These are the behaviours you want to avoid to build better and meaningful relationships
In very practical sense, we have two minds, one that thinks and one that feels. Highly emotionally intelligent (EI) people rank high on responsiveness, empathy, listening, and self-awareness. And they excel at interpersonal interaction. The reason emotional intelligence is so widely valued is pretty simple.
It plays a role in everything. In Emotional Intelligence: Why It Can Matter More Than IQ, author Daniel Goleman argues that “People with well-developed emotional skills are also more likely to be content and effective in their lives, mastering the habits of mind that foster their own productivity; people who cannot marshal some control over their emotional life fight inner battles that sabotage their ability for focused work and clear thought.”
People with very low emotional intelligence cannot accurately perceive emotions in themselves and others. They are also usually judgmental, and self-destructive. They can be difficult to get along with on a personal or social level and difficult to work with because they cannot respond positively to even the most constructive or well-intended criticism. People with low emotional intelligence have a lot of things in common.
1. They don’t develop meaningful relationships
Everyone needs meaningful relationships to thrive and to avoid traveling through life alone. Good and lasting friendships are formed through the mutual exchange of ideas, exhibiting empathy and compassion, offering support to the people we care about. People with low emotional intelligence don’t provide the appropriate connections and responses to those close to them. Hence they miss out on the opportunity to make meaningful connections. That can mean self-imposed isolation.
You can break the pattern of low intelligence in yourself by getting to know other people better and resisting the temptation to talk more than you listen.
2. They are not self-aware
Emotionally intelligent people have a candid and realistic understanding of themselves.
Emotionally intelligent people are in tune with how they feel, but they do not let their emotions rule their lives. They are mindfully present when responding to situations.
Genuine introspection and truly knowing oneself can help you develop self-awareness, compassion, social intelligence.
3. They are self-focused
Because people with low emotional intelligence cannot process or understand the emotions of others, they tend to draw every conversation, circumstance, and situation back to themselves. They also tend to take over conversations and ask rhetorical rather than open-ended questions because the question is usually intended to grab or keep your attention, not to hear your response — or even to give you the opportunity to make one. People with very low intelligence cannot truly open themselves up to being fully available to others, but usually will not give others the opportunity to open up, either.
They are often manipulative, calculating, and inherently controlling.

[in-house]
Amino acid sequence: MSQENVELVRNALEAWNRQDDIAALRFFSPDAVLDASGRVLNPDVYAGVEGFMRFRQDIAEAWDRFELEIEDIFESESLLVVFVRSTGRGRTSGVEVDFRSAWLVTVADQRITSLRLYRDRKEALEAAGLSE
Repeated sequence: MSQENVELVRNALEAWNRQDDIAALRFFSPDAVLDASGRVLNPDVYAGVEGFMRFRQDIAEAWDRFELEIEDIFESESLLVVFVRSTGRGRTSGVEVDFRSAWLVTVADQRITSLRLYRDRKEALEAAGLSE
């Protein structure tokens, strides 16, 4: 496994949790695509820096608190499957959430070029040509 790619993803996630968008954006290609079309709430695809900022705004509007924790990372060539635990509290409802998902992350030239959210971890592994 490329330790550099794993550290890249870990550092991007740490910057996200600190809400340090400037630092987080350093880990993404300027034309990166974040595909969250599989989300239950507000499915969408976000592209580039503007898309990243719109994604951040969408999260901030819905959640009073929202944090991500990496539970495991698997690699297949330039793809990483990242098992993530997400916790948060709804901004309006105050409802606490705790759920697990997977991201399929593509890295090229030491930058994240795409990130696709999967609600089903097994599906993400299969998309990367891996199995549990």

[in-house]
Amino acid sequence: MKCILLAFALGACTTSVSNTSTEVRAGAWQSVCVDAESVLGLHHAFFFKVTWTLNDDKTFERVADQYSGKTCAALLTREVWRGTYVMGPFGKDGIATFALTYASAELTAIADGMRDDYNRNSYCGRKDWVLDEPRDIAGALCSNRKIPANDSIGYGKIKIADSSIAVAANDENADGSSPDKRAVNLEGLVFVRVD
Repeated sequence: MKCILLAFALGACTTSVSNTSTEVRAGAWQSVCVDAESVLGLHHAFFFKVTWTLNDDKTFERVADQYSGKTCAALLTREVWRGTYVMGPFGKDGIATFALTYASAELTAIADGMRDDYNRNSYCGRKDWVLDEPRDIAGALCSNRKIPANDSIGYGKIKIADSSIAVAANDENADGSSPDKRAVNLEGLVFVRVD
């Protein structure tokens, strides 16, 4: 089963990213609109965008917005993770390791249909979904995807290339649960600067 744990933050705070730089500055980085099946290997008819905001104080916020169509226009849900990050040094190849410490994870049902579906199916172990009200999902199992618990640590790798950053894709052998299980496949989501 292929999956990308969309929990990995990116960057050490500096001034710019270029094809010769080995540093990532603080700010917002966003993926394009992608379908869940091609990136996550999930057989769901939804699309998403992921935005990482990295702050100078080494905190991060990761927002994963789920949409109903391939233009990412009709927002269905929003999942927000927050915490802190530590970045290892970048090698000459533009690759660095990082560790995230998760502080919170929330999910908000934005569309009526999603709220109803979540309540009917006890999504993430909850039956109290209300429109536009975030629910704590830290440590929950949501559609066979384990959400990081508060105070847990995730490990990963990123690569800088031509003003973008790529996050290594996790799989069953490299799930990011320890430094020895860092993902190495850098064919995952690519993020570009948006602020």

4. They are never wrong
Like most of us, you probably know someone who has an opinion on everything. In fact, they usually think they have the only opinion that matters.
This is a trait of someone with very low intelligence. In fact, they will frequently argue with others because they want to force or sway them to their point of view.
Dealing with argumentative people like this can be a frustrating experience because they listen to speak, not to hear, so they refuse to acknowledge anyone else’s right to have an option that differs from their own.
People with very low emotional intelligence are usually staunchly convinced that they are always right and will argue until the end of time rather than concede even a single point in an argument.
They are usually unsympathetic, cannot empathise with others, and can sometimes be perceived as bullies.
When someone has low emotional intelligence, they tend to eschew emotions and have trouble managing theirs and interpreting yours.
You can break the pattern of low intelligence in yourself by learning to see, hear, and feel the emotions of other people and by learning to shape your own responses and reactions accordingly.
5. They are never at fault
When someone does not have a handle on their emotional wellbeing, they typically never accept blame for anything.
A low score on a test is the fault of the instructor or of a perceived flaw in the exam. A job loss is the fault of lousy coworkers or of a boss who does not understand them.
Mistakes are how we learn, and everyone makes them.
When someone can never admit a mistake, it also means they can never learn from it and are likely to make the same mistake — and blame the same scapegoat — over and over, again.
You can break the pattern of low intelligence in yourself by acknowledging a mistake, deciphering your part in it, and finding the lessons in them.
People with low emotional intelligence can also be oblivious and unsympathetic, indignant and self-righteous, and can often seem impossible to please.
The key to learning to develop a high emotional intelligence quotient is in knowing you lack one in the first place.
The good news is, your emotional intelligence is completely under your control. You can improve it and get better at understanding people’s emotions and relating better with them.
If you find yourself in the constant company of a friend, family member, or colleague with low emotional intelligence, you can help them grow and develop into an emotionally intelligent person — a change that can be mutually beneficial for all concerned.
Written by Thomas Oppong